It was recorded (once again by Captain Gronow) that Lady Jersey introduced the first Quadrille Set at Almack's in 1815. It's likely that Paine would have led the orchestra on this inaugural occasion. James Paine never claimed that he was the inventor of these Quadrilles, but he did publish the accredited version, as performed at Almack's, and at the Carlton House Fete in either 1816 or late 1815 (see Figure 8, the first adverts I can find that reference it are from mid 1816). The reference to The Carlton House Fete on the cover of Paine's First Set is interesting - that phrase usually described either a historical event from 1811 (celebrating the assumption of the Prince Regent), or a similar event from 1814 (honouring the Duke of Wellington). If the Quadrilles were danced at either of these events, that would back-date the introduction of the First Set figures by at least a year. It's certainly possible that the First Set Quadrille figures were danced at Carlton House in 1811; as we saw above, Paine is known to have played for Lady Jeresey in 1811 at an event where Cotillions were danced - these could have been the First Set of Quadrilles (before they became known by that name).

Figure 8. Paine's First Set, c.1816


I have no reason to doubt that Edward Payne's First Set was published before that of James Paine's, as Edward Payne claimed. They share the same dancing figures. The two publications used different music, so I presume that James Paine arranged the music for his own First Set, but even that is uncertain (his band did play music by other composers such as Bohmer and Klose). Paine's First Set is made up of La Paysanne (Pantalon), La Flora (L'Ete), Le Coburg (La Poule), La Felesia (La Trénise), La Pastorale, and La Nouvelle Chasse (Promenade). It's notable that Paine added a La Pastorale dance, this wasn't present in Edward Payne's First Set (though Payne did document it in his 1818 Quadrille Dancer).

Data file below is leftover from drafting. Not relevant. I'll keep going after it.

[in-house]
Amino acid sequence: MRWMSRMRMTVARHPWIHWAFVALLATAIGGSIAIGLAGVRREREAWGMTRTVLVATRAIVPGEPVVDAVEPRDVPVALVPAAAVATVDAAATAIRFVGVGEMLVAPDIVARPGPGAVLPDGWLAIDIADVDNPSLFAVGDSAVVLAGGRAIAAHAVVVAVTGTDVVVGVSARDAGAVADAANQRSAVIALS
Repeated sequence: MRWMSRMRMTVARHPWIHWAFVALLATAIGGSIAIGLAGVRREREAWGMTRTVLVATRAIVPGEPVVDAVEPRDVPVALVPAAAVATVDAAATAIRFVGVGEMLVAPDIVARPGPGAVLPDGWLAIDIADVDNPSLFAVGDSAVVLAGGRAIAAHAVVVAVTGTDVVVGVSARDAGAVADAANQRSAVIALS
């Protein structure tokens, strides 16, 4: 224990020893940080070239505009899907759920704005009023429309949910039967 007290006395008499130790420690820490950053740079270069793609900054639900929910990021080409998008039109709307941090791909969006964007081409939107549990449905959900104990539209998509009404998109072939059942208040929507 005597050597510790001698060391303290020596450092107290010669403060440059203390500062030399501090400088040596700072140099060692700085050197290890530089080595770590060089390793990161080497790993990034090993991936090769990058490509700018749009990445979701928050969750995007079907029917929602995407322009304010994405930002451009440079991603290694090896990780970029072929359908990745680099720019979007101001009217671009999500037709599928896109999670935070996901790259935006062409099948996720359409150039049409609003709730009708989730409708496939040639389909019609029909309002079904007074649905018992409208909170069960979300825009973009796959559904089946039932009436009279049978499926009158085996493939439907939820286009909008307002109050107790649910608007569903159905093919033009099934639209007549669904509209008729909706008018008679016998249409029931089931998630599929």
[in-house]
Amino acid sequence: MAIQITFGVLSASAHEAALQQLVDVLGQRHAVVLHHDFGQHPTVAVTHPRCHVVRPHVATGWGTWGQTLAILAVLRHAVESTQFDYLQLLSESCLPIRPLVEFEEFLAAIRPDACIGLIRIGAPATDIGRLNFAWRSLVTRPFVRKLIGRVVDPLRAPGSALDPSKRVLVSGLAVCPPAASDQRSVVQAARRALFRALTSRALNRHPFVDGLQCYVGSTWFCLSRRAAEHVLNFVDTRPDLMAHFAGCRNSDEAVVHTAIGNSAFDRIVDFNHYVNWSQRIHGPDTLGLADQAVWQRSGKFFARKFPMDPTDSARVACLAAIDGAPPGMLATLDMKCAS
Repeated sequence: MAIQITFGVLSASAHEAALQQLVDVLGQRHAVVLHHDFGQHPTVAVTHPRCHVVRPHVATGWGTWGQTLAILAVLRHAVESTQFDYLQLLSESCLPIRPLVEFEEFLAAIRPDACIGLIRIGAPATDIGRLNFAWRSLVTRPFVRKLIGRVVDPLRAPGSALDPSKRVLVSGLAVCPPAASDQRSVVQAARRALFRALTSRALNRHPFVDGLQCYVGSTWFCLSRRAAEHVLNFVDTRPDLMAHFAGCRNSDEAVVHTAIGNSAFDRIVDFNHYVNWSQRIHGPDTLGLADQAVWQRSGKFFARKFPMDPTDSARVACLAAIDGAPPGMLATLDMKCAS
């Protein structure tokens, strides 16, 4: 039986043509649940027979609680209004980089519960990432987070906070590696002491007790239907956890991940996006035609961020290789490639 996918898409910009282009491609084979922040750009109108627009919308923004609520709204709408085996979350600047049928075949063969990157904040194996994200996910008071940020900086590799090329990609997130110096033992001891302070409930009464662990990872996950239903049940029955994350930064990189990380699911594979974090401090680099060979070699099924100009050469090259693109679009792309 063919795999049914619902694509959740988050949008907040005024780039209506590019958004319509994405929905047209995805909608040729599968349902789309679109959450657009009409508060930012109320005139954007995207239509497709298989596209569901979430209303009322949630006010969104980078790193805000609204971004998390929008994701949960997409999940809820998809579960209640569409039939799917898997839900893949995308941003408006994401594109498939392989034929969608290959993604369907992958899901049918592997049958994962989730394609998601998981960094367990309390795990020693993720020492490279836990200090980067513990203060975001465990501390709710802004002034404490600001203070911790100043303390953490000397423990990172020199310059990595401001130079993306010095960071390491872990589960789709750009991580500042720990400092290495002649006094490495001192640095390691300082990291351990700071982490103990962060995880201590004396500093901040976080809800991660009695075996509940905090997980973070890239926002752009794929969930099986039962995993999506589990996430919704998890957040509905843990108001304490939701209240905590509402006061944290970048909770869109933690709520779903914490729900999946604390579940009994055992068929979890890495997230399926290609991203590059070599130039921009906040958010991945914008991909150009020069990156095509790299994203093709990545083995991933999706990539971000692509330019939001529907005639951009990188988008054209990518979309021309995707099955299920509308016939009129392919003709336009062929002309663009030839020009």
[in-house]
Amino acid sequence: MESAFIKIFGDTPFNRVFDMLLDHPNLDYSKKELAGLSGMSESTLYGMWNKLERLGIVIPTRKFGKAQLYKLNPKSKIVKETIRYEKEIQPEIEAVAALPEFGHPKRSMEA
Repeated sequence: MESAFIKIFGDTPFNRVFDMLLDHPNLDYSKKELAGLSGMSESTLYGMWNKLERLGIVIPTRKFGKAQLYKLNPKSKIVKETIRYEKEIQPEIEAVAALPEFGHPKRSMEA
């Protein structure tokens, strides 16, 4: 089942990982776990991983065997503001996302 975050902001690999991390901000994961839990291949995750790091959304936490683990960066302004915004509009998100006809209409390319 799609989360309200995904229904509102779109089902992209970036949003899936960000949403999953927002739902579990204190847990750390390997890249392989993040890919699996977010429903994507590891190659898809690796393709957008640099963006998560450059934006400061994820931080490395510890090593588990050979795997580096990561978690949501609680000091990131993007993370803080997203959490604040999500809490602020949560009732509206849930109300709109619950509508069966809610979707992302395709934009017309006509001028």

The figures used in these dances are understood to have come from France, perhaps by way of Brussels. Many early British quadrilles were themed around the 1815 Battle of Waterloo, they are thought to have been danced by the British officers in France.

G.M.S. Chivers reported in his 1824 Quadrille Preceptor that the figures of Paine's First Set were always called (that is, announced) at Almack's in French. I've struggled to find any clear references to these Quadrille figures in English publications printed prior to 1816. As far as I can discern, the Quadrilles of Payne and Paine were the first British publications to use such terms as Pantalon, L'Ete, etc. in relation to Quadrille dancing (though Longman and Broderip did publish them as Cotillions in 1786, and Michael Kelly as French Country Dances c.1804). James Paine's First Set referenced this terminology as though it was already established, Edward Payne's didn't; this could be a further hint that Edward Payne published first, and that James Paine expected his customers to be familiar with Edward Payne's terminology - either that, or the Parisian terminology was already well established in London.